Last Letters of Sergeant Takashige Seya
On May 26, 1945, Army Sergeant Takashige Seya took off from Bansei Air Base
as a member of the 432nd Shinbu Special Attack Squadron and died in battle at
the age of 19. After his death in a special (suicide) attack, he received a
special promotion of three ranks to Second Lieutenant. He was from Gunma Prefecture
and was a member of the 14th Class of the Inba Pilot Training School. In August 1944, he was
assigned to the 24th Kyōiku Hikōtai (Flight Training Unit) in Ping'an,
Manchuria. In January 1945, he was promoted to Army Sergeant. On April 12, 1945,
he left from Harbin in Manchuria.
Seya wrote the following two last letters to his parents. The first letter
has a death poem at the end.
I know that you must be doing well and busy in increasing food
production. As I am feeling better and better, finally it is scheduled for
me to make a sortie the day after tomorrow. Here our final base is Chiran 
in Kawanabe District, Kyūshū. The mountains, rivers, rice paddies, and
fields of this inland area all bring back memories of home.
As I look at these mountains and rivers, like a revolving lantern I am
reminded in one way or another of when I left home. If I focus once on the
war situation, it is the time that we must go no matter what.
Being given life in the Empire, I feel happy like a young cherry blossom
that will fall honorably in defense of the Empire. There is no
long-cherished desire of a young Japanese man that surpasses this thrilling
deed. Dear Parents, please be glad.
When I think back, I am extremely regretful that I showed no devotion to
you in my long twenty years.
However, somehow or other I will be able to fall in the garden of battle
as one soldier. When you hear that I have broken as a gem 
in the Okinawan seas, please praise me with the words "Takashige, you did
well." I surely, surely will carry out our true desire of "Born seven times,
I will kill the dreadful enemy." Finally, I want to apologize to you again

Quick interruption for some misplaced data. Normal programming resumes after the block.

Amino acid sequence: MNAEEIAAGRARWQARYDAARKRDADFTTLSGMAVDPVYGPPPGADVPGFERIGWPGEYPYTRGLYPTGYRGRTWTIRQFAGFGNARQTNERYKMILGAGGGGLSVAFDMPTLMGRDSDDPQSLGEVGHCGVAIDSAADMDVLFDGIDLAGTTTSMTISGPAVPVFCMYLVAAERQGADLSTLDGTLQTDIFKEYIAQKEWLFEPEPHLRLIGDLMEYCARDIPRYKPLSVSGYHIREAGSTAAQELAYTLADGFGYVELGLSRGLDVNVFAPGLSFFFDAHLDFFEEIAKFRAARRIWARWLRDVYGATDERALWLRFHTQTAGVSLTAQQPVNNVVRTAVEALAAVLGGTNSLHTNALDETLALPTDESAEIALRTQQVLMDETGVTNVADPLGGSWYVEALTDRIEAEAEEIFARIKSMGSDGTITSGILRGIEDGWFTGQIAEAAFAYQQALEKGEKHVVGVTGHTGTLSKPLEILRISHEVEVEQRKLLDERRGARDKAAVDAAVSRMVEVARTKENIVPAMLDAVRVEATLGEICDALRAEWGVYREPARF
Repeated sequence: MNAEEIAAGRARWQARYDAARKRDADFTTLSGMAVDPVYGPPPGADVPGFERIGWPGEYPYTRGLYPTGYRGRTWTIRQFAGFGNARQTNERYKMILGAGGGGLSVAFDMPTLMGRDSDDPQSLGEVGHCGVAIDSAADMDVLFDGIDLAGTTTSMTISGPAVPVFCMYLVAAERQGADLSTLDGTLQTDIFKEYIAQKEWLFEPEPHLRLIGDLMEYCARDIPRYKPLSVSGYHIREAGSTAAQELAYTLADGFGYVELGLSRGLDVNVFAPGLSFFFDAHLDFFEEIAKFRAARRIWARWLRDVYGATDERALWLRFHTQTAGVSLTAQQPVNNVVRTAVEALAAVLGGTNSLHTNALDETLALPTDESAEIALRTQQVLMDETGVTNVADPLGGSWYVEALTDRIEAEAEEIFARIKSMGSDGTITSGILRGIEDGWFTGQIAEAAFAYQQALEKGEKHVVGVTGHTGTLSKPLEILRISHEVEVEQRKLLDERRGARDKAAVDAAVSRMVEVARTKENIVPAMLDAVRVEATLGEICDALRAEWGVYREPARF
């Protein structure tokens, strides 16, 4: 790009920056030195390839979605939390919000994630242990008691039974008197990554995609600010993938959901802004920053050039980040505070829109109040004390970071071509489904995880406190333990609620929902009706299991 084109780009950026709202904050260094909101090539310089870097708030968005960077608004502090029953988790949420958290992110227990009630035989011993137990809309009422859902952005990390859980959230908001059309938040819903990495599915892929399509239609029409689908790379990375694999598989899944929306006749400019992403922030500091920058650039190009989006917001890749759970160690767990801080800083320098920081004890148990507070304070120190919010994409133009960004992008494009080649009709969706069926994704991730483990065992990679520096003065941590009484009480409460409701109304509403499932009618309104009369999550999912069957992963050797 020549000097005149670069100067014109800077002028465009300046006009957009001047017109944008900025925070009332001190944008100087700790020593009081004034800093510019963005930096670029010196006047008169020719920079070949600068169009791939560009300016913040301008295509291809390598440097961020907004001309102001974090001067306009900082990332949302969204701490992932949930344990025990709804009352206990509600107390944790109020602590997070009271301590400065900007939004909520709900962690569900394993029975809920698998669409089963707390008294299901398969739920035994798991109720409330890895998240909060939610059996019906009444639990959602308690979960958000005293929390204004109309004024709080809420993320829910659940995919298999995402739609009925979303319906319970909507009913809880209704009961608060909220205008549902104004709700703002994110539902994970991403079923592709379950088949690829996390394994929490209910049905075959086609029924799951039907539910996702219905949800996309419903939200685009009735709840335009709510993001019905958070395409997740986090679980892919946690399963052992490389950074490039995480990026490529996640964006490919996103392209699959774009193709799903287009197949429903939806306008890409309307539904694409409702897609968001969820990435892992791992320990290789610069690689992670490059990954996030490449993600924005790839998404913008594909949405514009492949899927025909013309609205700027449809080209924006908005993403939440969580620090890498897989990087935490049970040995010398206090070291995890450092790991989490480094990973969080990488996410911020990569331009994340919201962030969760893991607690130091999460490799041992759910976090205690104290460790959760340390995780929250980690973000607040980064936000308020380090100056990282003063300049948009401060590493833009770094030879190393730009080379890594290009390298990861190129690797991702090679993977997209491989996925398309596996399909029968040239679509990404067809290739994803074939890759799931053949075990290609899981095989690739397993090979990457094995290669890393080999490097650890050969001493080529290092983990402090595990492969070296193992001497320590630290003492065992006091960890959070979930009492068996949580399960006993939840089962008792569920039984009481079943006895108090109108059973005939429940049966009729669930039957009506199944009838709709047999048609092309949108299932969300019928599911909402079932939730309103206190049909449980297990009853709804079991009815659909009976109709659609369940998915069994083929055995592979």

and again for not being able to show my devotion to you.
Dear Parents, forever and forever please be well and fight bravely for
the Empire. I will go looking forward to the day when we will meet at
Falling as a shield for the Emperor
A corpse drenched with water without regrets
A life offered for the Emperor's sake now
Striking a dreaded ship, I will break like a gem
May 18, 1945
Dear Father and Mother,
Finally tomorrow I will die honorably in an attack on an enemy ship. I
must fly OO  kilometers to Okinawa carrying a
drop tank and a OOO kilogram bomb. I am trembling with excitement as I wait
to fly on my plane from this green airfield. Will the enemy I meet tomorrow
be a warship? An aircraft carrier? Or a cruiser? Certainly I will
demonstrate my skill by one plane hitting one ship.
Tomorrow I will be able to go to Yasukuni Shrine where my comrades are
waiting. Being born as Japanese man, there is no long-cherished ambition
that exceeds this.
Father, Mother, I am truly happy. Let's meet again at Yasukuni. I will be
waiting for you.
Finally, I am earnestly praying for your health and happiness.
May 17, 1945
Letters translated by Bill Gordon
The letters and biographical information on this page come from Naemura
1. During the evening of May 18, Seya moved from
Chiran to Bansei. He made a sortie from Bansei on May 26.
2. To break like a gem means to fight to the death
with no surrender.
3. Yasukuni Shrine in Tōkyō is the place of
enshrinement for spirits of Japan's war dead.
4. During the war due to counterintelligence,
information such as a place name or number was written with OO in civilian
letters and communication.
Naemura, Hichirō. 1993. Rikugun saigo no tokkō kichi: Bansei tokkōtaiin no isho to isatsu (Army's last special attack base: Last
letters and photographs of Bansei special attack corps members). Ōsaka: Tōhō